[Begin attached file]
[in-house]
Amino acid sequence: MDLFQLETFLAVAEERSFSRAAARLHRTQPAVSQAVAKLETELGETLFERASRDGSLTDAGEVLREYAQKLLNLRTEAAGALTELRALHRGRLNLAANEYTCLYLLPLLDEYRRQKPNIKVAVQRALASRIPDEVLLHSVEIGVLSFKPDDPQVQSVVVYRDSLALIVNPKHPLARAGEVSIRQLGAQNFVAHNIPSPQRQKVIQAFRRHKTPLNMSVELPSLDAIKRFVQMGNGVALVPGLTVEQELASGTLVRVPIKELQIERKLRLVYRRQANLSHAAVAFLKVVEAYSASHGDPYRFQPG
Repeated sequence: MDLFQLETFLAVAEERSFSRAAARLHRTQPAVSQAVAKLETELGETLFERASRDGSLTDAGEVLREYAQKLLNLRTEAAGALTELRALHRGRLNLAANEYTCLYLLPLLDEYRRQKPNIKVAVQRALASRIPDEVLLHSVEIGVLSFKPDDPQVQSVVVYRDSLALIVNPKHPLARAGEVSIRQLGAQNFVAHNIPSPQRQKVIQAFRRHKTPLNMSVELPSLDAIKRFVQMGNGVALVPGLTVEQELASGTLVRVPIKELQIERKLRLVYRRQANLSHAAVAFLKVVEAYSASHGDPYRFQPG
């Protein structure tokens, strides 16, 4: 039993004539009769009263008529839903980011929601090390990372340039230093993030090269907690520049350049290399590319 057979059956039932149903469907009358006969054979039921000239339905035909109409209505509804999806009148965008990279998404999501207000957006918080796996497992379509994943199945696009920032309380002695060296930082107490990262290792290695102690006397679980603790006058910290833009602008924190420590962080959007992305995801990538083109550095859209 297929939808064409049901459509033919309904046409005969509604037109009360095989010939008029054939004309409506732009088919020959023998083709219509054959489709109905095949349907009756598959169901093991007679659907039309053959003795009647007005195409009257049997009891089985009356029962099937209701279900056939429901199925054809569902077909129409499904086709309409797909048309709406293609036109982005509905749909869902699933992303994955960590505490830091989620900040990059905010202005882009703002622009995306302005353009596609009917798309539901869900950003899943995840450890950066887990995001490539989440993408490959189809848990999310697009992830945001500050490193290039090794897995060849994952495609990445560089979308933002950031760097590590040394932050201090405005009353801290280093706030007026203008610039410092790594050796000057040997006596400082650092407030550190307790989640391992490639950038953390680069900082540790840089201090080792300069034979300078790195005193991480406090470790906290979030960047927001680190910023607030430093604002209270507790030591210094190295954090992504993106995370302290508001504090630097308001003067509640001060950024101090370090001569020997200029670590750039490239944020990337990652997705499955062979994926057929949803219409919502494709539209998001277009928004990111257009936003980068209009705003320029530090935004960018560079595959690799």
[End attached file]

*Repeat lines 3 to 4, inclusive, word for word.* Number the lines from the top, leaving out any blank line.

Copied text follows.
Repeated sequence: MDLFQLETFLAVAEERSFSRAAARLHRTQPAVSQAVAKLETELGETLFERASRDGSLTDAGEVLREYAQKLLNLRTEAAGALTELRALHRGRLNLAANEYTCLYLLPLLDEYRRQKPNIKVAVQRALASRIPDEVLLHSVEIGVLSFKPDDPQVQSVVVYRDSLALIVNPKHPLARAGEVSIRQLGAQNFVAHNIPSPQRQKVIQAFRRHKTPLNMSVELPSLDAIKRFVQMGNGVALVPGLTVEQELASGTLVRVPIKELQIERKLRLVYRRQANLSHAAVAFLKVVEAYSASHGDPYRFQPG
């Protein structure tokens, strides 16, 4: 039993004539009769009263008529839903980011929601090390990372340039230093993030090269907690520049350049290399590319 057979059956039932149903469907009358006969054979039921000239339905035909109409209505509804999806009148965008990279998404999501207000957006918080796996497992379509994943199945696009920032309380002695060296930082107490990262290792290695102690006397679980603790006058910290833009602008924190420590962080959007992305995801990538083109550095859209 297929939808064409049901459509033919309904046409005969509604037109009360095989010939008029054939004309409506732009088919020959023998083709219509054959489709109905095949349907009756598959169901093991007679659907039309053959003795009647007005195409009257049997009891089985009356029962099937209701279900056939429901199925054809569902077909129409499904086709309409797909048309709406293609036109982005509905749909869902699933992303994955960590505490830091989620900040990059905010202005882009703002622009995306302005353009596609009917798309539901869900950003899943995840450890950066887990995001490539989440993408490959189809848990999310697009992830945001500050490193290039090794897995060849994952495609990445560089979308933002950031760097590590040394932050201090405005009353801290280093706030007026203008610039410092790594050796000057040997006596400082650092407030550190307790989640391992490639950038953390680069900082540790840089201090080792300069034979300078790195005193991480406090470790906290979030960047927001680190910023607030430093604002209270507790030591210094190295954090992504993106995370302290508001504090630097308001003067509640001060950024101090370090001569020997200029670590750039490239944020990337990652997705499955062979994926057929949803219409919502494709539209998001277009928004990111257009936003980068209009705003320029530090935004960018560079595959690799």